“Once we found out there was an issue Patrick came clean and wanted help pretty quickly,” said Patty. “I can’t say he made it easy. He left primary treatment against advice on day 4 and that was tough. After going through that, I was done. I asked the treatment center about after care and they recommended Turnbridge.”
“The coping skills Patrick has developed at Turnbridge were ones I always knew he was lacking,” said Patty.“Patrick has now graduated from the program and works in the kitchen at Turnbridge and at the Yale Bookstore. He is an active member of the recovery community. Patrick is learning to live in a completely different way. He is being raised in this community.”
“Things he can handle now would have put him in the fetal position for three days before,” said Patty. “At one point during Turnbridge, Patrick registered for a class at Gateway and when he showed up the class had been canceled. He just picked up a different class no problem.”
During her son’s treatment, Patty engaged in all of the family support services Turnbridge provides. “I went to all the education workshops,” said Patty. “Diana Clark was very helpful and informative. The concept of empowering families to set boundaries is great. The testimonies given by Turnbridge staff were hugely helpful to me in understanding this disease. It’s one thing to be taught what is going on, but then to hear the experience of another who has faced it themselves is tremendous. Everything has changed. I am a better parent, a better friend, and we have a better version of Patrick back.”
Skylar K., a current Phase 3 client in the Turnbridge Women’s Program, was born and raised in Nashville, Tennessee.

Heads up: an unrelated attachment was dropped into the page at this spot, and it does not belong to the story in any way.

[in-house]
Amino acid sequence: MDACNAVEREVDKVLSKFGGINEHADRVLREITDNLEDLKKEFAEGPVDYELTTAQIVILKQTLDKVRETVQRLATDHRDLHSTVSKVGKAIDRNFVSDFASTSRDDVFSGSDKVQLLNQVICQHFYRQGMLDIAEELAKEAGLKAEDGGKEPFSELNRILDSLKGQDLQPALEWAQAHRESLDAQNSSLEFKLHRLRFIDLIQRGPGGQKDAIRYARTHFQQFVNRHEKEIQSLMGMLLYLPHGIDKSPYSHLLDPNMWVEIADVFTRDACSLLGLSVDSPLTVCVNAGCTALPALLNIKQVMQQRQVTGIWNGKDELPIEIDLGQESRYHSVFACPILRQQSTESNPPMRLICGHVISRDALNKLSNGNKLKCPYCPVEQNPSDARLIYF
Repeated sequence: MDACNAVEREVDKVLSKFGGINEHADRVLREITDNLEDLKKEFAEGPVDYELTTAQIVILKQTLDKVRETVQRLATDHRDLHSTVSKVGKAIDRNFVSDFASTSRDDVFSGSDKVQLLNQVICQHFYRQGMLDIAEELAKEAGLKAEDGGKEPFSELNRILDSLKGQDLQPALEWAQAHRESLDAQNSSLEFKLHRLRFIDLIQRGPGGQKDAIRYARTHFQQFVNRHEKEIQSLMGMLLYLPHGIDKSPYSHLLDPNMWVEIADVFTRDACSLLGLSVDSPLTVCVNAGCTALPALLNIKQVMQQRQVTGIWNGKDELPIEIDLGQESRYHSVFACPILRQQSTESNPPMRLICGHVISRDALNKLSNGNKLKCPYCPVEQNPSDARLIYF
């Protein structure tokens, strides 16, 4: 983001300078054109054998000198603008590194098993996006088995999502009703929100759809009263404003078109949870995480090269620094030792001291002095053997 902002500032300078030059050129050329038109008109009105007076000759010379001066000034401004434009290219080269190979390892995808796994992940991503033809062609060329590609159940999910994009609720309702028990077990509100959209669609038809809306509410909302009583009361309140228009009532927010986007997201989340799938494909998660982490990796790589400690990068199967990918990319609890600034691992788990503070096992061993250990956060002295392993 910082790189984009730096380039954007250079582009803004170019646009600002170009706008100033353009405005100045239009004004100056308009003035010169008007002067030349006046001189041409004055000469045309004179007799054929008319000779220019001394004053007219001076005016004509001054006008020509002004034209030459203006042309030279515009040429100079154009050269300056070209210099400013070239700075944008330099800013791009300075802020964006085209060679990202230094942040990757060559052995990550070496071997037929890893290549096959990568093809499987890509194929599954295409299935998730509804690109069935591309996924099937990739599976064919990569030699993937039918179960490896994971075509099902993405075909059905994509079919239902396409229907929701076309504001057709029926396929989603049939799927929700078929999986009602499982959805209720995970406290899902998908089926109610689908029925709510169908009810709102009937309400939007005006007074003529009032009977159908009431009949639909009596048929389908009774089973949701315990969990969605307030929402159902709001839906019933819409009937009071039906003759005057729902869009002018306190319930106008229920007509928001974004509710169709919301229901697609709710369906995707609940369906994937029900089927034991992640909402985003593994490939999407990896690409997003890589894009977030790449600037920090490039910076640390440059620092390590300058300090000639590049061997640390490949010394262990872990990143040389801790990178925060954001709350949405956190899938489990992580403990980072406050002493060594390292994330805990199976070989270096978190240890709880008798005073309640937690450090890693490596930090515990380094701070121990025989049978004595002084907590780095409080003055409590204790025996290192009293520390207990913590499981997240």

Skylar was blessed with many natural talents. In high school, Skylar was the captain of her soccer team, played on the lacrosse team, and performed well academically. “I used school as an escape,” confessed Skylar. “I put so much effort into doing well so I could make sure I could do no wrong in other’s eyes.”
Skylar had her first experience with alcohol during her sophomore year of high school. “It quickly took control of my life,” said Skylar. “During my junior year I went to treatment for the first time and was able to stay sober for a few months after leaving there. It just kept going on and on and my grades were suffering. One of the things in my life that I took pride in was falling by the wayside.”
As her drinking continued to escalate, her performance in other areas began to suffer as well. “I showed up to one of my soccer games drunk once and was benched as the captain for the whole game,” said Skylar. “This is when I realized there was a problem. Alcohol was clearly making some of my decisions for me.”
“Half way through my senior year I was sent to Turnbridge and honestly, at first, I was terrified,” said Skylar. “I was 17 years old and it just felt like so much. But, when I met the other girls at the Prospect House, which is beautiful, I felt I was going to be taken care of. Everyone was welcoming. The staff are cool and I felt a little better.”
“The connections and friendships I have made at Turnbridge are so different from the ones I made earlier in my lifetime,” said Skylar. “The bond is so real, deep, and filled with raw emotion. It is unlike anything else. My case managers walked me through very hard situations, you can tell they are there for me. They hold me accountable, care about how I am doing and what I am doing about it.”